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Genetics Shows Lionfish Invasion Started in Several Locations

Sustainability Breeding & genetics +2 more

US - The red lionfish invasion in the Caribbean Basin and Western Atlantic started in multiple locations, not just one as previously believed, suggests new genetic research.

Florida has often been cited as the likely location of the introduction, but the new research suggests some lionfish may have come from the more southern areas.

Lionfish are native to the Indo-Pacific region, and were likely brought to the US via the pet trade.

The spiny fish is well known as a predatory invasive species that negatively impacts its non-native environment, disrupting marine food webs as they prey in coral reef ecosystems on invertebrates and fish, including game fish juveniles, such as snappers and groupers.

Researchers analysed red lionfish samples from fourteen countries and territories in the Greater Caribbean and Western Atlantic in an effort to better understand the invasive species' population structure and dispersal patterns.

Margaret Hunter, a geneticist from the US Geological Survey and one of the study authors, said: "The more we know about this species and its progression, the more we can help resource managers and others fighting the invasion be prepared to help control lionfish colonisation in new locations.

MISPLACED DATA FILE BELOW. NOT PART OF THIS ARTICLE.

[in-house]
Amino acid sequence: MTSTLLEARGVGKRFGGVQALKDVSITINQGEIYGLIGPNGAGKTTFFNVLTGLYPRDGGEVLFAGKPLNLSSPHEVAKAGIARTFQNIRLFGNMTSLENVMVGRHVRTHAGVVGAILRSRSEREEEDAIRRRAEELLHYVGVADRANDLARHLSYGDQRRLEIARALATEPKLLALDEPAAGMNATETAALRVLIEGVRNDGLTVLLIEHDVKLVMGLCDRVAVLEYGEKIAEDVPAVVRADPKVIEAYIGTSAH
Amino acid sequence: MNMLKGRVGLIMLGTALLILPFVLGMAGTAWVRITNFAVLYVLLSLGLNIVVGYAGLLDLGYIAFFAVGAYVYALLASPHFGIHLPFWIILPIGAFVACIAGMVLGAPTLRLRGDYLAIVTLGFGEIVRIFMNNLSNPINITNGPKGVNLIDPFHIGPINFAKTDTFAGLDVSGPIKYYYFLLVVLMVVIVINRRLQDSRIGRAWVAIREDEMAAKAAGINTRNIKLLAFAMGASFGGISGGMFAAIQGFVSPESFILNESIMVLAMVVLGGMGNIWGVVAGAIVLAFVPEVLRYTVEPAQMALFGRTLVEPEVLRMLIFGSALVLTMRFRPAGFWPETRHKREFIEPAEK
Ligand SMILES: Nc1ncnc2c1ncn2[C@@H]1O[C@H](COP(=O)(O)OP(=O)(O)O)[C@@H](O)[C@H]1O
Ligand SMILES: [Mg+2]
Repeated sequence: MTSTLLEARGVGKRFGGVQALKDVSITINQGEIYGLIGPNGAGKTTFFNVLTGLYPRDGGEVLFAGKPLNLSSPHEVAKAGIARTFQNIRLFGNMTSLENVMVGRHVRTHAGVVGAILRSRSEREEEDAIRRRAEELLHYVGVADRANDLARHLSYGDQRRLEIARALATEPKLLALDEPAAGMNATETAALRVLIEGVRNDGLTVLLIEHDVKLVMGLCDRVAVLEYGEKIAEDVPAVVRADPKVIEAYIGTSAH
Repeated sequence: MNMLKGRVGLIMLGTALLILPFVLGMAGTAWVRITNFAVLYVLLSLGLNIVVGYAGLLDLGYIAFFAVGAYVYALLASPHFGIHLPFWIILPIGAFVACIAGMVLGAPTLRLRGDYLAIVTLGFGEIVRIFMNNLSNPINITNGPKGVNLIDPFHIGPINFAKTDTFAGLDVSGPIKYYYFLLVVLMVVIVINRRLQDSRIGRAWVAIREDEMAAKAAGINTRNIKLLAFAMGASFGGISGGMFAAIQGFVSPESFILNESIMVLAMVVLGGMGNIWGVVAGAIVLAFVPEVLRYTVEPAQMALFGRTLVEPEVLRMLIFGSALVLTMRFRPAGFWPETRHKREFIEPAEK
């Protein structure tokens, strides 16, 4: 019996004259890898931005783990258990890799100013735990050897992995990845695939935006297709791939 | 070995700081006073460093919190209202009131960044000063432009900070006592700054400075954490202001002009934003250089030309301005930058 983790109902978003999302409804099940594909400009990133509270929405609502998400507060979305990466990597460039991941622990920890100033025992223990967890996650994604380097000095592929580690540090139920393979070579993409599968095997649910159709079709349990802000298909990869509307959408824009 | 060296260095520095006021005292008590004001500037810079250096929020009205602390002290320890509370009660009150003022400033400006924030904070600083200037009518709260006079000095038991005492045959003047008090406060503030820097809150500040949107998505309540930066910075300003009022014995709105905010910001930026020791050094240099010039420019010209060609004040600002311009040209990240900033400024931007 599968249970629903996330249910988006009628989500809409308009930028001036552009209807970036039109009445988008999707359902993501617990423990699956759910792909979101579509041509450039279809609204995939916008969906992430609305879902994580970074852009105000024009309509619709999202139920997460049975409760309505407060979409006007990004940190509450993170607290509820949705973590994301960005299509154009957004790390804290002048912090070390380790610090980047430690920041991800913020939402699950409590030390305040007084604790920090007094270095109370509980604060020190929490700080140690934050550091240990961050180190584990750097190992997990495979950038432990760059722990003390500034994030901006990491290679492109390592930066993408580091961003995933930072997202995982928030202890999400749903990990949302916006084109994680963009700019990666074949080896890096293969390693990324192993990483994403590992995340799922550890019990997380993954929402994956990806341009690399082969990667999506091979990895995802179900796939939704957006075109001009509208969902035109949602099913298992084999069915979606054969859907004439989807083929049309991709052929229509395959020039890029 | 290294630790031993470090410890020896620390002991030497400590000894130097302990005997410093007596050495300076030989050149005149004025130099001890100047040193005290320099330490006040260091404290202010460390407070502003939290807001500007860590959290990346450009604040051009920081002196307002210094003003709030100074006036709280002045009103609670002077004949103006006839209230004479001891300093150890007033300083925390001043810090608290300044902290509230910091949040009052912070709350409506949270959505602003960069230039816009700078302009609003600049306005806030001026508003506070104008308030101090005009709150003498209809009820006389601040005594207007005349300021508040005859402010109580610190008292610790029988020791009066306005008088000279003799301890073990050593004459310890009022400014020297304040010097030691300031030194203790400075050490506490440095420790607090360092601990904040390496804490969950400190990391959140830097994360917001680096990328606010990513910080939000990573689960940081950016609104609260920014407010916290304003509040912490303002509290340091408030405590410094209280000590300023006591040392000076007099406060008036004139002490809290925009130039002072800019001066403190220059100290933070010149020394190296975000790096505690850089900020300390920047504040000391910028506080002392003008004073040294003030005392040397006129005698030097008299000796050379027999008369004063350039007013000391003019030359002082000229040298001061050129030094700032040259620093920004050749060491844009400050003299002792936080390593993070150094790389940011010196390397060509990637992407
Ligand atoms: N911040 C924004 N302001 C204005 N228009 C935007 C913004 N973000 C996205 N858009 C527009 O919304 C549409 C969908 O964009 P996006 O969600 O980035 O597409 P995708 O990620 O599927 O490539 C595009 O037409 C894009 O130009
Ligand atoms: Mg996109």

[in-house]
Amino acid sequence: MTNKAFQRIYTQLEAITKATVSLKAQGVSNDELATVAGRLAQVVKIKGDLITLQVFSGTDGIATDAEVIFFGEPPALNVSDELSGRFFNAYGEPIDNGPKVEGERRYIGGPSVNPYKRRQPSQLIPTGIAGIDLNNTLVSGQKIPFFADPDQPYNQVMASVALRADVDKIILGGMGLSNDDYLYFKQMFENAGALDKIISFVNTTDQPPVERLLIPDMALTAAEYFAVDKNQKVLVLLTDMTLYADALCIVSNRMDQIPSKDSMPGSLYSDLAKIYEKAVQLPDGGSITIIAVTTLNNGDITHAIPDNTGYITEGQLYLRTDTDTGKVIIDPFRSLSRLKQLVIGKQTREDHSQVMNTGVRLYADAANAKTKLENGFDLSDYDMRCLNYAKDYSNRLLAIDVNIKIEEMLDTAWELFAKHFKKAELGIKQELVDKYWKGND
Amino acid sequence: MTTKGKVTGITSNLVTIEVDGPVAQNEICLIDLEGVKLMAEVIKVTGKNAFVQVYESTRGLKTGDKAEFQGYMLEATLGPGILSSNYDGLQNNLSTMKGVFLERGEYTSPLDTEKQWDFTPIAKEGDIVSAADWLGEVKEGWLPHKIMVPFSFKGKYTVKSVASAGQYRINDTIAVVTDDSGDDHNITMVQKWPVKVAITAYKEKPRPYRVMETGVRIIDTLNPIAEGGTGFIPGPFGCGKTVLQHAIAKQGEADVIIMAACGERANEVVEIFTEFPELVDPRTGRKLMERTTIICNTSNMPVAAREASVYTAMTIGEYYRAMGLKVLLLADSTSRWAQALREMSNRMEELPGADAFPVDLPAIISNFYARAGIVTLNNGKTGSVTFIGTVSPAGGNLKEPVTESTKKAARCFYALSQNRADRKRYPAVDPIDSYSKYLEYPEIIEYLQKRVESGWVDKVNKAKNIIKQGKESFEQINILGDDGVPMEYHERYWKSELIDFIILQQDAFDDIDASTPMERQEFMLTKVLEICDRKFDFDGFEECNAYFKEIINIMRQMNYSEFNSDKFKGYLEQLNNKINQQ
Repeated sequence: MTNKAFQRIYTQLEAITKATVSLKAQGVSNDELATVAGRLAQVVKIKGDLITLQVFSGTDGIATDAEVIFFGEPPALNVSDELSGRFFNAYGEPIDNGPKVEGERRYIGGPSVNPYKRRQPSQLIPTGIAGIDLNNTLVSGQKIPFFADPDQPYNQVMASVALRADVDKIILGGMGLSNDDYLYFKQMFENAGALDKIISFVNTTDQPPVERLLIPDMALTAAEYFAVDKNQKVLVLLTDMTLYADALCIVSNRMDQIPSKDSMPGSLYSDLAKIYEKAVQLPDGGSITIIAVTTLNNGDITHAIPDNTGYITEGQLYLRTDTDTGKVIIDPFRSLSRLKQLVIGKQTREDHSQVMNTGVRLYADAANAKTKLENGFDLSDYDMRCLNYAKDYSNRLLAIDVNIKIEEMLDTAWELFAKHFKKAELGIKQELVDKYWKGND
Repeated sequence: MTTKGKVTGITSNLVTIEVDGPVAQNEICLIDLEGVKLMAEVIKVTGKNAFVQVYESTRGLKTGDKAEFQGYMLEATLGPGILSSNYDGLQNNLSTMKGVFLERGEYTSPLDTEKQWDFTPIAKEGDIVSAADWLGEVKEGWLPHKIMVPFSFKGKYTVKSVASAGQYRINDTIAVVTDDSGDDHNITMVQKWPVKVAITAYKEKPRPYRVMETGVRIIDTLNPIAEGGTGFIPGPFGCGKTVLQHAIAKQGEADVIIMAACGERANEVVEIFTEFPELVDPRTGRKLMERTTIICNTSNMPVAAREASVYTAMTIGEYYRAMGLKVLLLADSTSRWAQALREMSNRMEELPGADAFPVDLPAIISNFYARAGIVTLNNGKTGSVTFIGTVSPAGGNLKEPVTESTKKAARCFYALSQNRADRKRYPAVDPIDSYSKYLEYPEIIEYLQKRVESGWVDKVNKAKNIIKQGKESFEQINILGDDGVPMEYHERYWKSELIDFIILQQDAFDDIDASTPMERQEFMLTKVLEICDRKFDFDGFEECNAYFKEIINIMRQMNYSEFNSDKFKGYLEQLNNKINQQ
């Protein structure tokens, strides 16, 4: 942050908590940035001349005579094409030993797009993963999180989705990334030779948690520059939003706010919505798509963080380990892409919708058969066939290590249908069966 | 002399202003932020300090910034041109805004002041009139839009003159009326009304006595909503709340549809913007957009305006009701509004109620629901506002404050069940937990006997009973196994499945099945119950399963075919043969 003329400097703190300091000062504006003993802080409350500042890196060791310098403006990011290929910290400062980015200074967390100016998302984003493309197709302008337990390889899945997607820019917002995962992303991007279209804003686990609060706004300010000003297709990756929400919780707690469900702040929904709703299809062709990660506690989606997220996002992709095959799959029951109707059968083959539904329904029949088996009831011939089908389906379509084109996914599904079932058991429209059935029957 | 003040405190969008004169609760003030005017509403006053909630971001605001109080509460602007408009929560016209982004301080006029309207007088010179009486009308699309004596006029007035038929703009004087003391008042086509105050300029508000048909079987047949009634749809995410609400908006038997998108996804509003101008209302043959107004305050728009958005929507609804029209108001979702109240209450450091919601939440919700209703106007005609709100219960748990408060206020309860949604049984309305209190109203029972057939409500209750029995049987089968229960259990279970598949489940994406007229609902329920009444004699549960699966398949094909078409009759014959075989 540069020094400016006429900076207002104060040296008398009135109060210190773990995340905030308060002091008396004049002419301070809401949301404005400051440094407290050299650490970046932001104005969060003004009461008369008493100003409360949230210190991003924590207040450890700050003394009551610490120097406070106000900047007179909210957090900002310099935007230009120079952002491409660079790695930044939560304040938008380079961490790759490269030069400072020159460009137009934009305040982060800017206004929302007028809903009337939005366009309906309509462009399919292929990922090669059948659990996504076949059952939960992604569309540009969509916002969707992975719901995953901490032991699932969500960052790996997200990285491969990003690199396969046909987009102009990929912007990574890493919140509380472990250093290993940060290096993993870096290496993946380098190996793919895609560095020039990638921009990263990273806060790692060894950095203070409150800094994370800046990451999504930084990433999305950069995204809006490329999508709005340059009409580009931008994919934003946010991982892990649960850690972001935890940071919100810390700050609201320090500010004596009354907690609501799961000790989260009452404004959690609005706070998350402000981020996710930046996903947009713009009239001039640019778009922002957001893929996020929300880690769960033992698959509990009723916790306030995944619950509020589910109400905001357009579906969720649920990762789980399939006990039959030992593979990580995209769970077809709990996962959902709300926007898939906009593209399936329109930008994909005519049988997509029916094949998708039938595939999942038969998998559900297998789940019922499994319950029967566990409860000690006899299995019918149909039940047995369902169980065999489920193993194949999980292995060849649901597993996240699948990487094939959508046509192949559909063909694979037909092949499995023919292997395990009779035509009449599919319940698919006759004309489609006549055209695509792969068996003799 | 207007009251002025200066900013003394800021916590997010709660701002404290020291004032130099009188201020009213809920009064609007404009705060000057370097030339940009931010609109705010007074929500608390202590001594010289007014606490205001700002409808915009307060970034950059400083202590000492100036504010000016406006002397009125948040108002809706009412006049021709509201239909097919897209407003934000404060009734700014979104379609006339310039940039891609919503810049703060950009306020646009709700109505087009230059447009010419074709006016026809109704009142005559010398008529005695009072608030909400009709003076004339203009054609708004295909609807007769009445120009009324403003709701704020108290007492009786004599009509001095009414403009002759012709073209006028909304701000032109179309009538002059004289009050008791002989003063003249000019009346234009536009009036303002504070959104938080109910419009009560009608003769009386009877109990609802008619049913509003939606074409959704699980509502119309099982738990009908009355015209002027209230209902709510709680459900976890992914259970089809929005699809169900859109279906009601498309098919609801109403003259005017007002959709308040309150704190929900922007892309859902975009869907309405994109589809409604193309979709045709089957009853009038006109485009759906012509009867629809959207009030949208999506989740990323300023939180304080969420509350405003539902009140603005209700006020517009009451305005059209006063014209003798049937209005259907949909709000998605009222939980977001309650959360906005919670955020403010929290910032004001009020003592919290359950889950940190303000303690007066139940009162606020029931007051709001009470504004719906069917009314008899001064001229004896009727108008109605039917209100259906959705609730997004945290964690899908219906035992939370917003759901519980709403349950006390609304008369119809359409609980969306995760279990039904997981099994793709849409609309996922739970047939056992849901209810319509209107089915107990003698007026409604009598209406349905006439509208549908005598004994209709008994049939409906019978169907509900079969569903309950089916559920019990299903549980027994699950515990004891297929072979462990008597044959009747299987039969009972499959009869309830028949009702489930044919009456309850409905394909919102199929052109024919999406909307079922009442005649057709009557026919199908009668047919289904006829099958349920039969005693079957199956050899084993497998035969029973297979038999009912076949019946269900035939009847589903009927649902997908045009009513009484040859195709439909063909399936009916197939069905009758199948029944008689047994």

"Ultimately, any information gleaned from this species could be applied to managing and assisting with eliminating future invasive species."

Researchers found that unique regional genetic patterns separated the studied area into northern and southern regions, with the split occurring near the Bahamas. One rare genetic strain was found in only a few samples in the southern region, but was pervasive in the north.

"Dispersal against the flow of ocean currents may explain why we see this rare strain in the south, but even if that is the case, additional support for multiple introductions exists; the genetic patterns found in this study support the idea of multiple introductions, and could be due to additional releases in the south," said John Butterfield, lead author of the study.

Continued releases would increase the potential for more genetically diverse red lionfish to join the current population, which could counter future removal efforts or allow them to more rapidly expand their range beyond current boundaries.

The broad dispersal of red lionfish may in part be due to their reproductive habits.

Females can spawn up to once every four days, which could result in one female releasing up to two million eggs a year. Following spawning, larvae can disperse long distances via ocean currents, for up to 35 days.

In the United States, federal and state agencies are working together to help combat this invasive fish through the Aquatic Nuisance Species Task Force.

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Further Reading

You can view the full report and author list by clicking here.